Substrate configurations in this case are, by definition, artificial – as in artificial general intelligence. This as distinct from the organic substrate configurations of humans (including human kids).
Further, the ranges of conditions needed for the artificial substate configurations to continue to exist, function and scale up over time – such as extreme temperatures, low oxygen and water, and toxic chemicals – fall outside the ranges of conditions that humans and other current organic lifeforms need to survive.
Hope that clarifies a long-term-human-safety-relevant distinction between building AGI (that continues to scale) and having a kid (who grows up to adult size).
I ended up convinced that this isn’t about EA community blindspots, the entire scientific community would probably consider this writing to be crankery.
Paul, you read one overview essay where Forrest briefly outlined how his proof method works in an analogy to theory that a mathematician like you already knows about and understands the machinery of (Galois’ theory). Then, as far as I can tell, you concluded that since Forrest did not provide the explicit proof (that you expected to find in that essay) and since the conclusion (as you interpret it) seemed unbelievable, that the “entire” scientific community would (according to you) probably consider his writing crankery.
By that way of “discerning” new work, if Kurt Gödel would have written an outline for researchers in the field to understand his unusual methodology, with the concise conclusion “it is 100% knowable that it is 100% impossible for a formal axiomatic system to be both consistent and complete” a well-known researcher in the (Hilbert’s) field would have read that and concluded that they had not immediately given them a proof yet and that the conclusion was unbelievable (such a strong statement!) therefore Gödel was probably a crank and should be denounced publicly in the forum as such.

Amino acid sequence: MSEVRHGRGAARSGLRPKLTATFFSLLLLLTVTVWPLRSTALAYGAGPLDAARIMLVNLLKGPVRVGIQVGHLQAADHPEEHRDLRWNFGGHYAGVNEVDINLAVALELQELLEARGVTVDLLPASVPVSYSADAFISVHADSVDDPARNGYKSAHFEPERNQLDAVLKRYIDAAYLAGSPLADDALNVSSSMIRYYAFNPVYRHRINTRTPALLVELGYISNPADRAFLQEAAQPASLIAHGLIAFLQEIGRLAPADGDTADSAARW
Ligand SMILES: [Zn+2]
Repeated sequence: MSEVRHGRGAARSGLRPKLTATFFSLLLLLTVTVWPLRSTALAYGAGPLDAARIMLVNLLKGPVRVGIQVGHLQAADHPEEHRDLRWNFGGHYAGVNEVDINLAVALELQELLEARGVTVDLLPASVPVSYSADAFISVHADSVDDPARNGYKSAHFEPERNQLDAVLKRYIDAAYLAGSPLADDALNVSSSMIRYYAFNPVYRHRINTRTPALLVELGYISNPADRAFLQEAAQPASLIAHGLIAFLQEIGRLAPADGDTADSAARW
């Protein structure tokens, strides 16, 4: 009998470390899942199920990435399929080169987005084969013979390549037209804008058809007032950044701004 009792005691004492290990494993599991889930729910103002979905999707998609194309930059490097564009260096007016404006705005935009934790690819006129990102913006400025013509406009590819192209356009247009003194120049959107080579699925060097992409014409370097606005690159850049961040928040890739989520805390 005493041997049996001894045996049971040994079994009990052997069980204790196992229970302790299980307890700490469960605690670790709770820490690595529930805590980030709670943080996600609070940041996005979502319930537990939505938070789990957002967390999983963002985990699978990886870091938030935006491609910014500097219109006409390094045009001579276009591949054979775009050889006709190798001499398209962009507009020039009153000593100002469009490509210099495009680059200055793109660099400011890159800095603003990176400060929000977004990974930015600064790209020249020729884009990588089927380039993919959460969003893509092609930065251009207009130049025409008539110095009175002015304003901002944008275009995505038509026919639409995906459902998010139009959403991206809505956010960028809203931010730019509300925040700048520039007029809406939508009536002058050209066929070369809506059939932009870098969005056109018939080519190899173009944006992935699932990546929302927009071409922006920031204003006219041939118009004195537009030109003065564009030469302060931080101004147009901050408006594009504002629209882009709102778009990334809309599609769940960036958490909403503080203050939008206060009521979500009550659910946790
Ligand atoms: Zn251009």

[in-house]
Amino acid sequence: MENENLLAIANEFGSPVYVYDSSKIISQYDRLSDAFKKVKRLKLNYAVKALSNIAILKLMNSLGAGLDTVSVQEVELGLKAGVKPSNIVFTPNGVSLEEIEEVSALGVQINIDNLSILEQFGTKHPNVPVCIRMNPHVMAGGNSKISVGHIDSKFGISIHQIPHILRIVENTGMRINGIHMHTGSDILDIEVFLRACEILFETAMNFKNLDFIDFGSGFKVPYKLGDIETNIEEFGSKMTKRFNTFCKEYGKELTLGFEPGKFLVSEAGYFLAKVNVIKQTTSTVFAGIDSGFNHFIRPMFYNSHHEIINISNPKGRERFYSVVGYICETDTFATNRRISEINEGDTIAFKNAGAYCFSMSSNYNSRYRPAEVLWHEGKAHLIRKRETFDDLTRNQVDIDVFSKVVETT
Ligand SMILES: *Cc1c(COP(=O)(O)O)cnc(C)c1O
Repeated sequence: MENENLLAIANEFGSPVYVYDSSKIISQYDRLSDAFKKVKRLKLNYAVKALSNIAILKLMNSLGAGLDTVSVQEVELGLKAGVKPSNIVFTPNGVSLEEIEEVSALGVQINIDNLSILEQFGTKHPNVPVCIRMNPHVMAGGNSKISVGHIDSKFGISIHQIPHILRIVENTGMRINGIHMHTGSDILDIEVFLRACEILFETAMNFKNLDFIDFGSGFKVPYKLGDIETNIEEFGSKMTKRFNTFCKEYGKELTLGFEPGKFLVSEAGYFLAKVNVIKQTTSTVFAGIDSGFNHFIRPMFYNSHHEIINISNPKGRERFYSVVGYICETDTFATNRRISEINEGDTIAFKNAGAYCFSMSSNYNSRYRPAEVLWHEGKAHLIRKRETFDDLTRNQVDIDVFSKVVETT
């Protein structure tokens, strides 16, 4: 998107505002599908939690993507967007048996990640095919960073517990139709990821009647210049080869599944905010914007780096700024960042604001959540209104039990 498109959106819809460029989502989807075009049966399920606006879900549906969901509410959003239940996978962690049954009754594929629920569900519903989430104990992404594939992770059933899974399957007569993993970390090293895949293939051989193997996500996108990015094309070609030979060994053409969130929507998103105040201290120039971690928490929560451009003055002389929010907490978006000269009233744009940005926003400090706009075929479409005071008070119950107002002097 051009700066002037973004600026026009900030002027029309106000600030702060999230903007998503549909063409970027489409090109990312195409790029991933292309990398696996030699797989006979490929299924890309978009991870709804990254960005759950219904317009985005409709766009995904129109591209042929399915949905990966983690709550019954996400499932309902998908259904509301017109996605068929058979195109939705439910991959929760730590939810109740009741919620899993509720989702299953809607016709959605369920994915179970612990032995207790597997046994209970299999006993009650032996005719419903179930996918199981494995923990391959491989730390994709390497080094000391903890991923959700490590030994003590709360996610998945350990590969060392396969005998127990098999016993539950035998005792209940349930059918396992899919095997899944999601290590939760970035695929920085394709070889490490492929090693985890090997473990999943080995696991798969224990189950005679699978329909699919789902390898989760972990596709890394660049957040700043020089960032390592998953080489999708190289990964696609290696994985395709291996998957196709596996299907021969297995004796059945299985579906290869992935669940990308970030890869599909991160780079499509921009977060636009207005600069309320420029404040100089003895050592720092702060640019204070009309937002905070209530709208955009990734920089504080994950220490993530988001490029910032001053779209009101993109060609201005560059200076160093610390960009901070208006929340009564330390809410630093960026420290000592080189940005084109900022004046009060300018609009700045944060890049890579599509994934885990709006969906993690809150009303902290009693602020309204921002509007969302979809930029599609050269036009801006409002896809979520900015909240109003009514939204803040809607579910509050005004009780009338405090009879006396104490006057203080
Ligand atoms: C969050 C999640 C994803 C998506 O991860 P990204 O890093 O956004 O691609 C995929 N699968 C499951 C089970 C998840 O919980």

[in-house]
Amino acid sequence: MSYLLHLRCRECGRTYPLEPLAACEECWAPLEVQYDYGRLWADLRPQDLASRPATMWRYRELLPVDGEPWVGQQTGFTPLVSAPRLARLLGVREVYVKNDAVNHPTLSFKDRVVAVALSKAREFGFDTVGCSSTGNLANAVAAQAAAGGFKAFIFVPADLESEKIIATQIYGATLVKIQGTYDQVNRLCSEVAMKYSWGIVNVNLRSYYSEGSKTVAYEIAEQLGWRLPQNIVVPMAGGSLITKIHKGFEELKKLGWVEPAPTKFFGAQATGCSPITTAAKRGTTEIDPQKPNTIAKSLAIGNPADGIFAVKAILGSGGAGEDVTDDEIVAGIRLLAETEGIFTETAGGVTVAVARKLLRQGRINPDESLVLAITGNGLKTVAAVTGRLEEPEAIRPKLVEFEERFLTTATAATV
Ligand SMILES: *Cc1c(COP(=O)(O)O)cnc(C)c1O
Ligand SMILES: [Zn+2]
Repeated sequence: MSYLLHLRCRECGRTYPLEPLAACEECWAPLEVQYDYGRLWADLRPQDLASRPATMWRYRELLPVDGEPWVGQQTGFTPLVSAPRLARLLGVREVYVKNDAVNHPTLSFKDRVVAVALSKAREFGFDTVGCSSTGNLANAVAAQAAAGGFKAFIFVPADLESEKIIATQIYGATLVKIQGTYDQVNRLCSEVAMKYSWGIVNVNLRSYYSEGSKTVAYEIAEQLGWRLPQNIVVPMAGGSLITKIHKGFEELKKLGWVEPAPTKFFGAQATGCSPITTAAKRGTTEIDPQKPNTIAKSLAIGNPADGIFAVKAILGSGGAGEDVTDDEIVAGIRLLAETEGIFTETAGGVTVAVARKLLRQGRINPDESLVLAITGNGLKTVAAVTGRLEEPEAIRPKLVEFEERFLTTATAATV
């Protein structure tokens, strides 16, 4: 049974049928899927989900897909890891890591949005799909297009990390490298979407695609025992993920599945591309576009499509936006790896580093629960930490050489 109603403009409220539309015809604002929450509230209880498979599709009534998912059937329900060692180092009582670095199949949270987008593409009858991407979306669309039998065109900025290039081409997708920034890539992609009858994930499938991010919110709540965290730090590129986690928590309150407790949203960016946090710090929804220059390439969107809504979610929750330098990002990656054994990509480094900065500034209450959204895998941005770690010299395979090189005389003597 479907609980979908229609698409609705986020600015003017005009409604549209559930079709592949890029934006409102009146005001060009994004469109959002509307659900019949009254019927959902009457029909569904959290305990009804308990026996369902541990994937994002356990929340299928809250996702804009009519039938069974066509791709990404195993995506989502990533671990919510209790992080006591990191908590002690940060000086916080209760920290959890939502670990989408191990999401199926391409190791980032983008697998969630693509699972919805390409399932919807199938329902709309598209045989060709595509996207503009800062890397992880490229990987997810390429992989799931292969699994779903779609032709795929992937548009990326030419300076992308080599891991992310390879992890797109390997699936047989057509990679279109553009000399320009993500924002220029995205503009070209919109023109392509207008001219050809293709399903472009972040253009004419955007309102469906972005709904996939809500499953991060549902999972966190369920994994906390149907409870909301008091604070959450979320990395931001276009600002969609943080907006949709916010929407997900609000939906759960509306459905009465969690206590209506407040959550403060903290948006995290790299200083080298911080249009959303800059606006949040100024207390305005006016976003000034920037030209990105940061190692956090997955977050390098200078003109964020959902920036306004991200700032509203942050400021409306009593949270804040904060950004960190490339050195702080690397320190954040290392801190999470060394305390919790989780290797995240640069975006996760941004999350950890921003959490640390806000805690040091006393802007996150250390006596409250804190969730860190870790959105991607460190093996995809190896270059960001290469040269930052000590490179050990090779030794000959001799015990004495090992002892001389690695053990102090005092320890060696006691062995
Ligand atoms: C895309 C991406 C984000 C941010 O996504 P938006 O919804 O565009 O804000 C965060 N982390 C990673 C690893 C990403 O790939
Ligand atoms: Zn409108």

Your judgement seems based on first impressions and social heuristics. On one hand you admit this, and on the other hand you seem to have no qualms with dismissing Forrest’s reasoning a priori.
In effect, you are acting as a gatekeeper – “protecting” others in the community from having to be exposed and meaningfully engage with new ideas. This is detrimental to research on the frontiers that falls outside of already commonly-accepted paradigms (particularly paradigms of this community).
The red flag for us was when you treated ‘proof’ as probable opinion based on your personal speculative observation, as proxy, rather than as a finite boolean notion of truth based on valid and sound modeling of verified known world states.
Note by Forrest on this:
I notice also that Gödel’s work, if presented for the first time today, would not be counted by him as “a very clear argument”. The Gödel proof, as given then, was actually rather difficult and not at all obvious. Gödel had to construct an entire new language and self reference methodology for the proof to even work. The inferential distance for Gödel was actually rather large, and the patience needed to understand his methods, which were not at all common at the time, would not have passed the “sniff test” being applied by this person here, in the modern era, where the expectation is that everything can be understood on a single pass reading one post on some forum somewhere while on the way to some other meeting. Modern social media simply does not work well for works of these types. So the Gödel work, and the Bell Theorem, and/or anything else similarly both difficult and important, simply would not get reviewed by most people in today’s world.”
Noting that your writing in response also acts as a usual filter to us. It does not show willingness yet to check the actual form or substance of Forrest’s arguments. This distinguishes someone who is not available to reason with (they probably have no time, patience, or maybe no actual interest) but who nonetheless seems motivated to signal they have an opinion to their ingroup as pertaining to the outgroup.
The claim that ‘nothing is knowable for sure’ and ‘believe in the possibilities’ (all of that maybe good for humanity) is part of the hype cycle. It ends up being marketing. So the crank accusation ends up being the filter of who believes the marketing, and who does not – who is in the in-crowd and who are ‘the outsiders’.
Basically, he accepts that a violation of symmetry would be (should be) permissible—hence allowing maybe at least some slight possibility that some especially creative genius type engineering type person might someday eventually actually make a working perpetual motion machine, in the real universe. Of course, every crank wants to have such a hope and a dream—the hype factor is enormous – “free energy!” and “unlimited power!!” and “no environmental repercussions” – utopia can be ours!!!.
You only need to believe in the possibility, and reject the notion of 100% certainty. Such a small cost to pay. Surely we can all admit that sometimes logic people are occasionally wrong?